Besieged and bombed by Syrian forces for more than two years, the desperate residents of this Palestinian refugee camp near Damascus awoke in early April to a new, even more terrifying reality -- ISIS militants seizing Yarmouk after defeating several militia groups operating in the area.
"They slaughtered them in the streets," one Yarmouk resident, who asked not to be named, told CNN. "They (caught) three people and killed them in the street, in front of people. The Islamic State is now in control of almost all the camp."
An estimated 18,000 refugees are now trapped inside Yarmouk, stuck between ISIS and Syrian regime forces in "the deepest circle of hell," in the words of U.N. Secretary-General Ban Ki-moon.
Yarmouk, the largest Palestinian refugee camp in Syria, was formed in 1957 to accommodate people fleeing the Arab-Israeli conflict.
The camp, which sits just 6 miles from central Damascus, has been engulfed in fighting between the Syrian government and armed groups since December 2012.
The London-based Syrian Observatory for Human Rights says ISIS and the al Qaeda-affiliated Al-Nusra Front control about 90% of the camp. The organization also claims that the Syrian government has dropped barrel bombs on the camp in an effort to drive out armed groups.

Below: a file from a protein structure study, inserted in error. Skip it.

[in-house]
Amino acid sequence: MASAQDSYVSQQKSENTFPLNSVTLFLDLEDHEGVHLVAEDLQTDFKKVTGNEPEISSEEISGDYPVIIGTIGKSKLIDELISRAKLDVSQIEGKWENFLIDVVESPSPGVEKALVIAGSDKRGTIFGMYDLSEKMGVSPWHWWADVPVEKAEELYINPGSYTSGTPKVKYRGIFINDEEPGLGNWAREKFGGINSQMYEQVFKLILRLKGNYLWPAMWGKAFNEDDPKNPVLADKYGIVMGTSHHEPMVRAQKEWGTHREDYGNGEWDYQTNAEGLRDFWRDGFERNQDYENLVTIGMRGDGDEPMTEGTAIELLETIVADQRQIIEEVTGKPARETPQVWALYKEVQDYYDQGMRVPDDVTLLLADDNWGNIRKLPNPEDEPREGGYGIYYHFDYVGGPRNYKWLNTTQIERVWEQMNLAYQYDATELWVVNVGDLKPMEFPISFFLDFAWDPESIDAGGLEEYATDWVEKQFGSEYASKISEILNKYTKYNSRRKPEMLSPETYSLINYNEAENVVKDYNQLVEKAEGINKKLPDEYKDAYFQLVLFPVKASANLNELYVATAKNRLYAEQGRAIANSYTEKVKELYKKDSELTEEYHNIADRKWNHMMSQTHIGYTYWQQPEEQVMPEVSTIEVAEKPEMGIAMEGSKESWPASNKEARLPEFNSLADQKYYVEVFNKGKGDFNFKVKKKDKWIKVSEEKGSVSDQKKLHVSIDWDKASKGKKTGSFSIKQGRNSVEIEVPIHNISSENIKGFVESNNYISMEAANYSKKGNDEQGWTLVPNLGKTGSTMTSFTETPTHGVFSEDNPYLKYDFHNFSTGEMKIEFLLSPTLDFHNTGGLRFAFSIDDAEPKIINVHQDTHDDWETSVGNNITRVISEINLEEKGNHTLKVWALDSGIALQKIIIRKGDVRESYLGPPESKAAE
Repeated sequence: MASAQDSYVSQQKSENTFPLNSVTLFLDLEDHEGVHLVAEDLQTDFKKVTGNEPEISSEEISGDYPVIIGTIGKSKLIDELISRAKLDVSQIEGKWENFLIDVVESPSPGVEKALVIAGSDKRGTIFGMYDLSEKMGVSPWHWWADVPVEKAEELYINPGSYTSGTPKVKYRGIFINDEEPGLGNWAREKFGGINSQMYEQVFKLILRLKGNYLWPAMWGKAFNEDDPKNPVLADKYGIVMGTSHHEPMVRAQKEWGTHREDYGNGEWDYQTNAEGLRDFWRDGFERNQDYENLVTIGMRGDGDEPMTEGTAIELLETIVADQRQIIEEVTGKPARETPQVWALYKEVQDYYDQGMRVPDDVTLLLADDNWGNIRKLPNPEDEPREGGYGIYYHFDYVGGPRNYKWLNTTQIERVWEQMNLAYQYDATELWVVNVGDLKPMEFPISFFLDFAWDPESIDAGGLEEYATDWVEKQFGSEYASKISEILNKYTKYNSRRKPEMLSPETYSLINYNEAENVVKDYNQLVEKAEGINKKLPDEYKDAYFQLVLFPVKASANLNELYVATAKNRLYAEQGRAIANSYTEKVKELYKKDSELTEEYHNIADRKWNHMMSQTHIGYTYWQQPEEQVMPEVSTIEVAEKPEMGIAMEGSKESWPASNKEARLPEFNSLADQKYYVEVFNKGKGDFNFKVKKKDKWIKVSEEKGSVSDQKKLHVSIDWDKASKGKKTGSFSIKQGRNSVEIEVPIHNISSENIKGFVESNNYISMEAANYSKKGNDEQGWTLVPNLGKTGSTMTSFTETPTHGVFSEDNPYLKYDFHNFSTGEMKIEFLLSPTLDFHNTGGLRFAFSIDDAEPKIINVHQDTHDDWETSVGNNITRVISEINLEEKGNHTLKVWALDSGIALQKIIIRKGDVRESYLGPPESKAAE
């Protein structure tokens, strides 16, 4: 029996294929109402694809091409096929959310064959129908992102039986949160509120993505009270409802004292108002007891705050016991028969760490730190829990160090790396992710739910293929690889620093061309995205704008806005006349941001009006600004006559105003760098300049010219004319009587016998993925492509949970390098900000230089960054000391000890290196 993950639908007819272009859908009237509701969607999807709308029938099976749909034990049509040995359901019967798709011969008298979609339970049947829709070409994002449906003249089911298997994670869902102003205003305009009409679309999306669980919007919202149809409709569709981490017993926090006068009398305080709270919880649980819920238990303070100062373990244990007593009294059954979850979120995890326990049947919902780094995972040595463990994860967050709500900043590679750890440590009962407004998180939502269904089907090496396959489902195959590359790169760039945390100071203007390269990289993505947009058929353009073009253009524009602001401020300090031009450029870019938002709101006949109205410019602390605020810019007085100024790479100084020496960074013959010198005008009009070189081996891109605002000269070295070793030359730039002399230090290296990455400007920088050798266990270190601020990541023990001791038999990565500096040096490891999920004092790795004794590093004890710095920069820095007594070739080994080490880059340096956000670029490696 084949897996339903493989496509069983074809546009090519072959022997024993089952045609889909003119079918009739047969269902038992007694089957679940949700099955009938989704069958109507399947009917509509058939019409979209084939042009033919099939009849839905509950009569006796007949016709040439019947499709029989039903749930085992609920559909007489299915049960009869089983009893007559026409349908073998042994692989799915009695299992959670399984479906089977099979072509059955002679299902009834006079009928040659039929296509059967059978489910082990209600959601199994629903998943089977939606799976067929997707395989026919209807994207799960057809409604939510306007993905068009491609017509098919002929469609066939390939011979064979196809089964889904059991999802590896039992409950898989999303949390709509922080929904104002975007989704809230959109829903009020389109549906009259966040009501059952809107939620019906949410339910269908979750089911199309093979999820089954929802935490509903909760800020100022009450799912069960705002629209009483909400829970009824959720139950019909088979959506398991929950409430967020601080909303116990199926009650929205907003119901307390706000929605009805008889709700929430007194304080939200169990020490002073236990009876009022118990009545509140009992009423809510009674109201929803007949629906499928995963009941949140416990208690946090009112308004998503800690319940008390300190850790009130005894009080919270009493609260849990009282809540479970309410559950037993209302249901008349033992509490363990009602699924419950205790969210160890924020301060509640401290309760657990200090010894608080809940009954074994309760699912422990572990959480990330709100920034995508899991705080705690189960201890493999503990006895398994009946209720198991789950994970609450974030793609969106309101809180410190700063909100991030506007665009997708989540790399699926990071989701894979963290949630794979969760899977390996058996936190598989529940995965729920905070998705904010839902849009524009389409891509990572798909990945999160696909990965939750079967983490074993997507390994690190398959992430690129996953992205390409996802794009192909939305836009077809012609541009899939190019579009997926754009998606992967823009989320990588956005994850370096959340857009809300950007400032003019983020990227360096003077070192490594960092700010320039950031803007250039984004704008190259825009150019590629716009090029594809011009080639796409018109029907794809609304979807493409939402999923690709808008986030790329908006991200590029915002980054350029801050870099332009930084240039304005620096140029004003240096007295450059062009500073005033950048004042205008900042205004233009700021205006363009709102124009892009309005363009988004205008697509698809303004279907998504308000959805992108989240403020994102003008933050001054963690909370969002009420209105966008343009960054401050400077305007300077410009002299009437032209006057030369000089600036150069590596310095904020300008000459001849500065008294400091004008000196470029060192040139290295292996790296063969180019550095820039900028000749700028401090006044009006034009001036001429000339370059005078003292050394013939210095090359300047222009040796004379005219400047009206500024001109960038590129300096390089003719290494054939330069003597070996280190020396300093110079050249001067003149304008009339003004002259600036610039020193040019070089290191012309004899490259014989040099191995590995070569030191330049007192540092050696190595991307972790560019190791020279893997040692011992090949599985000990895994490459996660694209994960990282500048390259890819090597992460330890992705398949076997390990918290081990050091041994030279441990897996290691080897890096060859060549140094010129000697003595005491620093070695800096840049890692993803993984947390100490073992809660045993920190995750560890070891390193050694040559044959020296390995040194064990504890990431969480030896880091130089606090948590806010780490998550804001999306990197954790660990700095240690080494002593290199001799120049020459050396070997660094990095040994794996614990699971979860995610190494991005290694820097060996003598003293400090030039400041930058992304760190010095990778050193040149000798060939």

Activists and residents in Yarmouk tell CNN that as many as 5,000 people have tried to flee their homes since ISIS stormed the camp, but have no place to go.
Hundreds have been injured, but the camp's only functioning hospital was first occupied by ISIS, then targeted last week by regime shelling.
As the fighting raged in Yarmouk, the director of the Jafra Foundation -- the only aid group that has been able to get into the camp -- painted a grim portrait of the conditions on the ground since ISIS arrived.
"We need medicine and access to treatment and medical facilities," Wesam Sabaneh told CNN. "The last hospital in Yarmouk camp was bombed yesterday, so there's really nothing functioning."
Even delivering clean water in Yarmouk can be a deadly task. Majed Alomari, the Jafra Foundation's water coordinator, was killed a few days ago -- gunned down in an ISIS firefight with rival rebel groups.
The head of the Palestinian League for Human Rights in Syria (PLHR), who fled the camp and Syria in October 2012, said the people of Yarmouk were in dire need of help.
"According to my contacts inside, people are back to consuming water with spices -- a common meal used in 2014" during the Syrian regime's siege of the camp, the PLHR's Salim Salamah told CNN.
Aid agencies briefly managed to break the government's stranglehold on the camp last year, and delivered aid to tens of thousands.
But now, as terror closes in on Yarmouk from all sides, residents have two choices -- to attempt to flee what was their place of refuge, or to stay inside what the U.N. says now resembles a camp of death.
"Now I am scared of two things -- I am scared of (ISIS) and the regime," the Yarmouk resident told CNN.
"The regime now is about to destroy the Yarmouk camp," he said. "And ISIS, I don't know ... they didn't do anything except [rename] Yarmouk Camp as 'Yarmouk Islamic State.'"